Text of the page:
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House of Commons Hansard #157 of the 37th Parliament, 1st Session. (The original version is on Parliament's site.) The word of the day was security.

Topics

The EnvironmentOral Question Period

11:25 a.m.

NDP

Bill Blaikie NDP Winnipeg—Transcona, MB

Mr. Speaker, my question is for the Minister of the Environment. There is a report in the Globe and Mail today that the government does have a report on the real costs of ratifying Kyoto, as opposed to the costs alleged by the oil industry, et cetera.

I wonder if the Minister of the Environment could tell us when this report will be available so that people who do support the accord could have the benefit of sharing it with our constituents, et cetera.

Will he, while he is on his feet, also clear up the confusion that seems to exist now among the positions of the Minister of the Environment, the Minister of Natural Resources and the Prime Minister? There seem to be three different messages coming from the government as to whether--

The EnvironmentOral Question Period

11:25 a.m.

The Speaker

The hon. Minister of the Environment.

The EnvironmentOral Question Period

11:25 a.m.

Victoria B.C.

Liberal

David Anderson LiberalMinister of the Environment

Mr. Speaker, on the first question, there are a number of international studies that are available publicly and have been over the years. These have been put together in a listing. Just as soon as it is translated, I will make it available next week to the hon. member and other interested hon. members.

With respect to the second part of his question, there is no contradiction. The government's position is clear on this. We intend to have full consultation with the provinces, with interested Canadians and with industry prior to any decision on ratification and of course to have a plan that would make sure there is--

The EnvironmentOral Question Period

11:25 a.m.

The Speaker

The hon. member for Winnipeg--Transcona.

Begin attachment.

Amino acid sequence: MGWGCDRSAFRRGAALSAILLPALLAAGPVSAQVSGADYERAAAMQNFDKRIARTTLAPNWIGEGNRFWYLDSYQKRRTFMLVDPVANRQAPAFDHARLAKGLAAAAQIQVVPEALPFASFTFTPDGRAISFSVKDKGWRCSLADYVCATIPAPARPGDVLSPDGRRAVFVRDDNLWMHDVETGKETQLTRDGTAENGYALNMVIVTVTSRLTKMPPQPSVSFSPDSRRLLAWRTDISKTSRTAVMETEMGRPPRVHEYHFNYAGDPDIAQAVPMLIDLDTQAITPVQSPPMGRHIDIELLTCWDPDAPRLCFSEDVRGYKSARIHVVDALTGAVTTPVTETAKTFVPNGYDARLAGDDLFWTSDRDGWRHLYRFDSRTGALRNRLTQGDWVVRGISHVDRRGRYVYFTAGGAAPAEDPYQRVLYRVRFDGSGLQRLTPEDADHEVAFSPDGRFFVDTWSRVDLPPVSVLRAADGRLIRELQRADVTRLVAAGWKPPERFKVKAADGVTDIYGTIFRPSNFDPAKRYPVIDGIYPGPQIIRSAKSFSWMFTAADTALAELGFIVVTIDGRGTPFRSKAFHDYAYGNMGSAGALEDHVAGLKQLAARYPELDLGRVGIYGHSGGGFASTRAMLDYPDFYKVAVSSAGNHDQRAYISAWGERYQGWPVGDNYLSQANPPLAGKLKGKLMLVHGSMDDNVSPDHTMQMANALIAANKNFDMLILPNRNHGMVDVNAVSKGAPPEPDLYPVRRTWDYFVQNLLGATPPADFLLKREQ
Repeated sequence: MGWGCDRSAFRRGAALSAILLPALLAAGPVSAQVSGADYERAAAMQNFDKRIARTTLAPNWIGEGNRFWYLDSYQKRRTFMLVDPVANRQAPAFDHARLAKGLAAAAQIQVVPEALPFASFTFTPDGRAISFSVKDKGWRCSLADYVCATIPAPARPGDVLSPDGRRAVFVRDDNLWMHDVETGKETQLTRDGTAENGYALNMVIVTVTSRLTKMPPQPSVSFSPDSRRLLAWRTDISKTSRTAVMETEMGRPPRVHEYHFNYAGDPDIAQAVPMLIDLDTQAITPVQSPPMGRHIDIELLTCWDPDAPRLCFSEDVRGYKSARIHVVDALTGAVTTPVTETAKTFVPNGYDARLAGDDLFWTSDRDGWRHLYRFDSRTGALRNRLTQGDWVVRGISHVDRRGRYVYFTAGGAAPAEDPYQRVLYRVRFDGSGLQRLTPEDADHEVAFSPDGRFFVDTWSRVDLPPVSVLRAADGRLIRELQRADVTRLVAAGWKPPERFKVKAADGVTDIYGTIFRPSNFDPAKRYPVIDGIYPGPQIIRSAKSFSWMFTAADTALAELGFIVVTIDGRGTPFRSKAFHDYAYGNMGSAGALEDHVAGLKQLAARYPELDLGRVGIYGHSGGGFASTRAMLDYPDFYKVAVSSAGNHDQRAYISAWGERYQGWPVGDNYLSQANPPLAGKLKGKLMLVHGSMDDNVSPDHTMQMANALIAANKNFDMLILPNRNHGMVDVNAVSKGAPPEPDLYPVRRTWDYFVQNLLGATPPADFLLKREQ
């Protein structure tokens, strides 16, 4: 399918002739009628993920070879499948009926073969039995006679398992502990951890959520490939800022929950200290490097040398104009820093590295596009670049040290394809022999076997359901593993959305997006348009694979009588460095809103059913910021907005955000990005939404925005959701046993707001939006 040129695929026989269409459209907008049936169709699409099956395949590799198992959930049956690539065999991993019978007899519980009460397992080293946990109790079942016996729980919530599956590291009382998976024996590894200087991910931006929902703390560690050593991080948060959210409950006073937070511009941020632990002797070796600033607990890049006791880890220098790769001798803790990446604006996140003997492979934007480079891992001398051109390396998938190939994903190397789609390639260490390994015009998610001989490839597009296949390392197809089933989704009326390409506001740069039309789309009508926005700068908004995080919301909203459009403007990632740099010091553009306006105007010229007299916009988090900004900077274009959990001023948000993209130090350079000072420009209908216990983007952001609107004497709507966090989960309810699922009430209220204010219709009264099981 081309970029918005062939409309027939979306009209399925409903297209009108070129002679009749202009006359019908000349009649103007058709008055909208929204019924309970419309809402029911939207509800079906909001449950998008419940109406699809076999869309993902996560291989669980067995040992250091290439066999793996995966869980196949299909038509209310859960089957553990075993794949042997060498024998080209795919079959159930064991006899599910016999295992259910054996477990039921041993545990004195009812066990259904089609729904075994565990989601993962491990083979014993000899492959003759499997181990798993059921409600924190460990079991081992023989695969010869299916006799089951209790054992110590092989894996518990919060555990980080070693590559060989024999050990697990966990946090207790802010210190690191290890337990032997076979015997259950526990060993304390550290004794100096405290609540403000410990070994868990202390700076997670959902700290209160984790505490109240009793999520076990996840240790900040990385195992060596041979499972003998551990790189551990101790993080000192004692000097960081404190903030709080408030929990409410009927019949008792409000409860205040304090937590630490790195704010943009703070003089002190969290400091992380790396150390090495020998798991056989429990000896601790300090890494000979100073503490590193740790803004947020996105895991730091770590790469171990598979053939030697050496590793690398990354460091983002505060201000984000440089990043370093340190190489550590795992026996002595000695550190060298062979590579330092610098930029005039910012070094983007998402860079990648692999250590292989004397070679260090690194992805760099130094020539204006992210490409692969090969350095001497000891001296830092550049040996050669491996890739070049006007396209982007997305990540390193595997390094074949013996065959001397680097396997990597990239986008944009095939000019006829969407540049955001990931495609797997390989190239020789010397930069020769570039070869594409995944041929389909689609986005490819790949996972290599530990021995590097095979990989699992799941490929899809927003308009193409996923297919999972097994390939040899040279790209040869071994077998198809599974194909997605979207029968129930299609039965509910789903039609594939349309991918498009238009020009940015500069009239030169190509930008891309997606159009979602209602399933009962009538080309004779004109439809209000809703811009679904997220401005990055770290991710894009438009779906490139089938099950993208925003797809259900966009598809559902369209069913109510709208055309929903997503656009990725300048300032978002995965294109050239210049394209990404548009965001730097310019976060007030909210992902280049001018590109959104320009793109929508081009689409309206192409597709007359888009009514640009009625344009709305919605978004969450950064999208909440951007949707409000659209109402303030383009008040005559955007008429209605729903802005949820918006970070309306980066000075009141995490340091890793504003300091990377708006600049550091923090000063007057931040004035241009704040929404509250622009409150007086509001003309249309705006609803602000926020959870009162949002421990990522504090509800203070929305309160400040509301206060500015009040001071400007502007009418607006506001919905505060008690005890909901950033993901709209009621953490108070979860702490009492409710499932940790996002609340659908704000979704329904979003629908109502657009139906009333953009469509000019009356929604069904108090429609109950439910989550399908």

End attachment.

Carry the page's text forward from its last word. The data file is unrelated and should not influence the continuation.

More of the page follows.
The EnvironmentOral Question Period

11:25 a.m.

NDP

Bill Blaikie NDP Winnipeg—Transcona, MB

Excuse me, Mr. Speaker, but that sounds to me like a backing down on the part of the government, because now he is talking about prior to any decision on ratification. It seems to me that I remember spokespersons for the government saying they were going to ratify the accord by June or by the end of this year. Now we are talking about studies having to be done prior to ratification.

I ask the minister, is the government going to ratify the Kyoto accord and provide the information, the Canadian studies that would enable those of us on this side of the House who want to help the government ratify the accord? When is it going to ratify the accord and make the commitment to do so?

The EnvironmentOral Question Period

11:25 a.m.

Victoria B.C.

Liberal

David Anderson LiberalMinister of the Environment

Mr. Speaker, we appreciate the hon. member's offer of help and we will certainly be taking advantage of it. It is our intention to ratify. We wish to ratify. However the decision on ratification will depend upon consultation with the provinces, territories, industry and general public. That is one requirement. The second is to have a plan in place that prevents any unfair or uneven burden on the regions of the country.

That is our intention and the decision will be taken after the consultations in question and after the development of such a plan.

The EconomyOral Question Period